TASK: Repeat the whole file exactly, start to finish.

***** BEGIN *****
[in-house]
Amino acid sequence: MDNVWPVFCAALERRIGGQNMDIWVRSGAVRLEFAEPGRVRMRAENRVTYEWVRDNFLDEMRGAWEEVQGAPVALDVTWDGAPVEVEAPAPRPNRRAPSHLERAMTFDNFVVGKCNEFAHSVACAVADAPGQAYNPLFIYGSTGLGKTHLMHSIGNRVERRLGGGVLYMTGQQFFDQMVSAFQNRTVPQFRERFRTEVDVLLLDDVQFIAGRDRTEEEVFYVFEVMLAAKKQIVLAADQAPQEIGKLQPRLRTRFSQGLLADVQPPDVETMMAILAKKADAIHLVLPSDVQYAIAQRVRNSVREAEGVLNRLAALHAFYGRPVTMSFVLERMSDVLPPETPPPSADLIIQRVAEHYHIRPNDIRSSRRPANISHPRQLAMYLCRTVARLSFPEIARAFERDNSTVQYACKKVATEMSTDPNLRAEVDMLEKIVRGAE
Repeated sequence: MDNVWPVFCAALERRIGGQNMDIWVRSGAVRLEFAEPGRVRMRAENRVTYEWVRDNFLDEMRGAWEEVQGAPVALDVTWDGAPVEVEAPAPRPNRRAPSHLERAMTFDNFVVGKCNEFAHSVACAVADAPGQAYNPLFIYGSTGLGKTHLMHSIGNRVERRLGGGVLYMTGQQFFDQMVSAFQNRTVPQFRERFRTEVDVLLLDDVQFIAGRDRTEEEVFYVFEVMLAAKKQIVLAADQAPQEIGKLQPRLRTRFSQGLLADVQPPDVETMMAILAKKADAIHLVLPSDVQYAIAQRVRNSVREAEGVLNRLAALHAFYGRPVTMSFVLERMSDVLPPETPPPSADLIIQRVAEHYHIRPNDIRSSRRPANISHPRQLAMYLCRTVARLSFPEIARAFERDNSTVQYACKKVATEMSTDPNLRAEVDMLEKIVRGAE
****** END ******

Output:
[in-house]
Amino acid sequence: MDNVWPVFCAALERRIGGQNMDIWVRSGAVRLEFAEPGRVRMRAENRVTYEWVRDNFLDEMRGAWEEVQGAPVALDVTWDGAPVEVEAPAPRPNRRAPSHLERAMTFDNFVVGKCNEFAHSVACAVADAPGQAYNPLFIYGSTGLGKTHLMHSIGNRVERRLGGGVLYMTGQQFFDQMVSAFQNRTVPQFRERFRTEVDVLLLDDVQFIAGRDRTEEEVFYVFEVMLAAKKQIVLAADQAPQEIGKLQPRLRTRFSQGLLADVQPPDVETMMAILAKKADAIHLVLPSDVQYAIAQRVRNSVREAEGVLNRLAALHAFYGRPVTMSFVLERMSDVLPPETPPPSADLIIQRVAEHYHIRPNDIRSSRRPANISHPRQLAMYLCRTVARLSFPEIARAFERDNSTVQYACKKVATEMSTDPNLRAEVDMLEKIVRGAE
Repeated sequence: MDNVWPVFCAALERRIGGQNMDIWVRSGAVRLEFAEPGRVRMRAENRVTYEWVRDNFLDEMRGAWEEVQGAPVALDVTWDGAPVEVEAPAPRPNRRAPSHLERAMTFDNFVVGKCNEFAHSVACAVADAPGQAYNPLFIYGSTGLGKTHLMHSIGNRVERRLGGGVLYMTGQQFFDQMVSAFQNRTVPQFRERFRTEVDVLLLDDVQFIAGRDRTEEEVFYVFEVMLAAKKQIVLAADQAPQEIGKLQPRLRTRFSQGLLADVQPPDVETMMAILAKKADAIHLVLPSDVQYAIAQRVRNSVREAEGVLNRLAALHAFYGRPVTMSFVLERMSDVLPPETPPPSADLIIQRVAEHYHIRPNDIRSSRRPANISHPRQLAMYLCRTVARLSFPEIARAFERDNSTVQYACKKVATEMSTDPNLRAEVDMLEKIVRGAE